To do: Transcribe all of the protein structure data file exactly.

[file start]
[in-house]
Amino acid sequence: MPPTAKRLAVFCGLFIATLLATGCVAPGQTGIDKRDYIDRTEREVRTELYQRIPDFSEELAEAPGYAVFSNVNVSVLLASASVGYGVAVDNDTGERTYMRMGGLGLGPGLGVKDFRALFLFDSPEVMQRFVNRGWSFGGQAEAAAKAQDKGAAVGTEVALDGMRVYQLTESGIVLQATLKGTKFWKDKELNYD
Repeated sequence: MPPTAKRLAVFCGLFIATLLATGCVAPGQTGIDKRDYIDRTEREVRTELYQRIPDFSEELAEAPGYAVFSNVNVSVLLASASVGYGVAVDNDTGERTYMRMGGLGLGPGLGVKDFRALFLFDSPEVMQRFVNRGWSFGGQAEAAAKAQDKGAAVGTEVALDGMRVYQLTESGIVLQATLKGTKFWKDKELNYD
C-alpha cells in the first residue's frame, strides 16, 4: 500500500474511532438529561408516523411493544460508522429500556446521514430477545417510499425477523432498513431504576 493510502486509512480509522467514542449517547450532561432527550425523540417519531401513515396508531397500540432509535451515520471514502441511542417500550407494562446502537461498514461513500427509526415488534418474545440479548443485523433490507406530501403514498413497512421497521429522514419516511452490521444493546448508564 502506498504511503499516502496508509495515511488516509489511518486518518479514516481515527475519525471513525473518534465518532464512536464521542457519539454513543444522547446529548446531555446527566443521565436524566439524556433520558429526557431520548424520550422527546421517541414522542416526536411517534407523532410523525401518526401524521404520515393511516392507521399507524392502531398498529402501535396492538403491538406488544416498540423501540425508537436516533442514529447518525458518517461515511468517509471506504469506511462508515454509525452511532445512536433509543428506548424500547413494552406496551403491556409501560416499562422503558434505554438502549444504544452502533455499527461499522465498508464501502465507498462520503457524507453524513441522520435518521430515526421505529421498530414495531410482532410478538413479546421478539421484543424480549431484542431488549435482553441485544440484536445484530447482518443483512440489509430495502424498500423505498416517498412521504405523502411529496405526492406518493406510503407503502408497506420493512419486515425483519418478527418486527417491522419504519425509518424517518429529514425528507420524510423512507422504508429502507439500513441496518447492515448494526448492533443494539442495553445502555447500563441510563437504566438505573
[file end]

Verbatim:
[in-house]
Amino acid sequence: MPPTAKRLAVFCGLFIATLLATGCVAPGQTGIDKRDYIDRTEREVRTELYQRIPDFSEELAEAPGYAVFSNVNVSVLLASASVGYGVAVDNDTGERTYMRMGGLGLGPGLGVKDFRALFLFDSPEVMQRFVNRGWSFGGQAEAAAKAQDKGAAVGTEVALDGMRVYQLTESGIVLQATLKGTKFWKDKELNYD
Repeated sequence: MPPTAKRLAVFCGLFIATLLATGCVAPGQTGIDKRDYIDRTEREVRTELYQRIPDFSEELAEAPGYAVFSNVNVSVLLASASVGYGVAVDNDTGERTYMRMGGLGLGPGLGVKDFRALFLFDSPEVMQRFVNRGWSFGGQAEAAAKAQDKGAAVGTEVALDGMRVYQLTESGIVLQATLKGTKFWKDKELNYD
C-alpha cells in the first residue's frame, strides 16, 4: 500500500474511532438529561408516523411493544460508522429500556446521514430477545417510499425477523432498513431504576 493510502486509512480509522467514542449517547450532561432527550425523540417519531401513515396508531397500540432509535451515520471514502441511542417500550407494562446502537461498514461513500427509526415488534418474545440479548443485523433490507406530501403514498413497512421497521429522514419516511452490521444493546448508564 502506498504511503499516502496508509495515511488516509489511518486518518479514516481515527475519525471513525473518534465518532464512536464521542457519539454513543444522547446529548446531555446527566443521565436524566439524556433520558429526557431520548424520550422527546421517541414522542416526536411517534407523532410523525401518526401524521404520515393511516392507521399507524392502531398498529402501535396492538403491538406488544416498540423501540425508537436516533442514529447518525458518517461515511468517509471506504469506511462508515454509525452511532445512536433509543428506548424500547413494552406496551403491556409501560416499562422503558434505554438502549444504544452502533455499527461499522465498508464501502465507498462520503457524507453524513441522520435518521430515526421505529421498530414495531410482532410478538413479546421478539421484543424480549431484542431488549435482553441485544440484536445484530447482518443483512440489509430495502424498500423505498416517498412521504405523502411529496405526492406518493406510503407503502408497506420493512419486515425483519418478527418486527417491522419504519425509518424517518429529514425528507420524510423512507422504508429502507439500513441496518447492515448494526448492533443494539442495553445502555447500563441510563437504566438505573